Personally I believe we have cut more than enough of the old growth forests and that the remaining should be left alone.  We, as a species and as a culture have ways of creating livelihoods and resources that should free us from the idea that these incredible forest habitats should be cut down for any reason.  But humans are slow to adapt as well, especially when it comes to the bottom line, livelihood, and changes in the way we live.  So will these last remaining precious habitats be saved?  Again, time will tell.  I can only hope so.  What is done is done though.  There is no going back.  No magic wand powerful enough to restore what is lost forever.  What counts is what we do now and in the future.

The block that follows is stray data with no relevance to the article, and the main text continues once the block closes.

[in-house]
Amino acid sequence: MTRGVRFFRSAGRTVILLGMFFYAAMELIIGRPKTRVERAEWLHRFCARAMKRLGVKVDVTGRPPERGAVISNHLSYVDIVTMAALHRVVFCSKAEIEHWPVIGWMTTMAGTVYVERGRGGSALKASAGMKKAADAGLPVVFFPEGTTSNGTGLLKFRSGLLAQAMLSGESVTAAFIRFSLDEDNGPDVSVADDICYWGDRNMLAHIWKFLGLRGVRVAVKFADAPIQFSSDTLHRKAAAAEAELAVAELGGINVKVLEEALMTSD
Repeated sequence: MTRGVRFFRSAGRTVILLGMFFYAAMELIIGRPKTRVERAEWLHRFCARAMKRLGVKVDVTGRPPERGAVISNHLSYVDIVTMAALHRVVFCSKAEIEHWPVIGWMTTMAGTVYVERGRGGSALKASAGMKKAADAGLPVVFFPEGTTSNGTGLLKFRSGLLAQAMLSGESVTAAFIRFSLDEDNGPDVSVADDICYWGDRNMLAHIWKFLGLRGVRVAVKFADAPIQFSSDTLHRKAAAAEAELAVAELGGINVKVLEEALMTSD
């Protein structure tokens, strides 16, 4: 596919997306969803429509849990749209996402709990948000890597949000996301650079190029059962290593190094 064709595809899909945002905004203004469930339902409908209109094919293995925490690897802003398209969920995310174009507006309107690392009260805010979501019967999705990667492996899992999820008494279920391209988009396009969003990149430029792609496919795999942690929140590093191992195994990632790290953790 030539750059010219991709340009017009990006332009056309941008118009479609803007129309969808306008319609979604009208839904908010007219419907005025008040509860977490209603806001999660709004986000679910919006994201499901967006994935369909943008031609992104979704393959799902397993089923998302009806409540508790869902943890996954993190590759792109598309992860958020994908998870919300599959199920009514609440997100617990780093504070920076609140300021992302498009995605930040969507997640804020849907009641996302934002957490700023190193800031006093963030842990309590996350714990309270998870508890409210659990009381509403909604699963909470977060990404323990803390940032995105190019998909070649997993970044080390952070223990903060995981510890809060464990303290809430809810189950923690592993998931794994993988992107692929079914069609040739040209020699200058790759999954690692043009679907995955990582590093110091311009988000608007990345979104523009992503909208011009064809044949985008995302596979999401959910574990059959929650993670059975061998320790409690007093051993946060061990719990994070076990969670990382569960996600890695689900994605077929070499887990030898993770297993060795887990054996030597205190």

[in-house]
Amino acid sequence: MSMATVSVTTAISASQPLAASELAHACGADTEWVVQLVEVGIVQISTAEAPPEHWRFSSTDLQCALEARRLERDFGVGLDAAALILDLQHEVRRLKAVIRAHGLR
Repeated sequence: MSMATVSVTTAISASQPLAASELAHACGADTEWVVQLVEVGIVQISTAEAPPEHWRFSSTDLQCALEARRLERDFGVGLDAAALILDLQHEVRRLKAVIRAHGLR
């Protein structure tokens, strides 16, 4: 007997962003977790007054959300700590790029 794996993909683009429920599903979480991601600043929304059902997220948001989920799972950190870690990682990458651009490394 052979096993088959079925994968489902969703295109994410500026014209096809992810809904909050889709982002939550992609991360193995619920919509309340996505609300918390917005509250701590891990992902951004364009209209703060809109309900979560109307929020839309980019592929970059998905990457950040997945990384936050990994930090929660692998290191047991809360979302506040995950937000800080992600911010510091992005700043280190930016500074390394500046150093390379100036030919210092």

As humans it is easy to judge, rant, philosophize, choose sides, point fingers and so on.  But for the owls, they have to just keep going, doing what they can with what is available and leaving the future to the future.  And there in is the key to what I believe is, in part, the wisdom of Spotted Owl:  Living each day, using what is available to you, and only what you need to thrive.  Keep on keeping on and trust Mother Nature to work out the balance, she’s got eons of experience at such matters, and if we are willing to stop and listen to Her wisdom perhaps we can learn how to find balance in our own lives.

So the questions for Spotted Owl are these:

How can I learn to find balance in my life, where I take no more than I need to thrive, and concern myself with no more than what is before me in each moment, so that I can live more justly for the good of all?